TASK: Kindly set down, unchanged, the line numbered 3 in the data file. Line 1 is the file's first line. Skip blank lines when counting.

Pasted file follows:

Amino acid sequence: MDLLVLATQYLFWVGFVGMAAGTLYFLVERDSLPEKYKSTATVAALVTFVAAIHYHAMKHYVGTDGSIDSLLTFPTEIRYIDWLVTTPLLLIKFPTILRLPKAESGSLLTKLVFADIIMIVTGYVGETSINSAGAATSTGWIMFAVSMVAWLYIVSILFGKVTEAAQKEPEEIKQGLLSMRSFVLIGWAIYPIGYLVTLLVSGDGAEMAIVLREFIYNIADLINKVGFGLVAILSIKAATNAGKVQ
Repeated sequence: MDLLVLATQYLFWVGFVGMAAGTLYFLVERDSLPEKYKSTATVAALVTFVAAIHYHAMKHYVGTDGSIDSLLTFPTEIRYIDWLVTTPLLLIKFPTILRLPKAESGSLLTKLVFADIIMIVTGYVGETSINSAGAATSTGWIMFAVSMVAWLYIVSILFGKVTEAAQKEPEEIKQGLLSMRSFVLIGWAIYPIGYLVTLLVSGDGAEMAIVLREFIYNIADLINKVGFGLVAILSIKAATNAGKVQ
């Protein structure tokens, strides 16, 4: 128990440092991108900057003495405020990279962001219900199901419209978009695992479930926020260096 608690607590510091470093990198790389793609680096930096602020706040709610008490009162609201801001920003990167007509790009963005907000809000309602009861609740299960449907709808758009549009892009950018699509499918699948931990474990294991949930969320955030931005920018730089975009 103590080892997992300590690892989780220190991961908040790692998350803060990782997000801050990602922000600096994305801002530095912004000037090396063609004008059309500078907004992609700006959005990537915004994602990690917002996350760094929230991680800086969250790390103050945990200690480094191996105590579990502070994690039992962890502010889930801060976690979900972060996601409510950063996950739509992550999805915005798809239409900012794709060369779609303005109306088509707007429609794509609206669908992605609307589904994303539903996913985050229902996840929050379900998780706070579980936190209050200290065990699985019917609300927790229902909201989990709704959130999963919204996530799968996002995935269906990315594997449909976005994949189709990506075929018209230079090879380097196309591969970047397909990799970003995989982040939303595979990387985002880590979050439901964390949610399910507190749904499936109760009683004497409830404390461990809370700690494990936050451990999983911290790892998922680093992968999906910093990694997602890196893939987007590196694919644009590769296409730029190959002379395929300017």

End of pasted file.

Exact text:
């Protein structure tokens, strides 16, 4: 128990440092991108900057003495405020990279962001219900199901419209978009695992479930926020260096 608690607590510091470093990198790389793609680096930096602020706040709610008490009162609201801001920003990167007509790009963005907000809000309602009861609740299960449907709808758009549009892009950018699509499918699948931990474990294991949930969320955030931005920018730089975009 103590080892997992300590690892989780220190991961908040790692998350803060990782997000801050990602922000600096994305801002530095912004000037090396063609004008059309500078907004992609700006959005990537915004994602990690917002996350760094929230991680800086969250790390103050945990200690480094191996105590579990502070994690039992962890502010889930801060976690979900972060996601409510950063996950739509992550999805915005798809239409900012794709060369779609303005109306088509707007429609794509609206669908992605609307589904994303539903996913985050229902996840929050379900998780706070579980936190209050200290065990699985019917609300927790229902909201989990709704959130999963919204996530799968996002995935269906990315594997449909976005994949189709990506075929018209230079090879380097196309591969970047397909990799970003995989982040939303595979990387985002880590979050439901964390949610399910507190749904499936109760009683004497409830404390461990809370700690494990936050451990999983911290790892998922680093992968999906910093990694997602890196893939987007590196694919644009590769296409730029190959002379395929300017």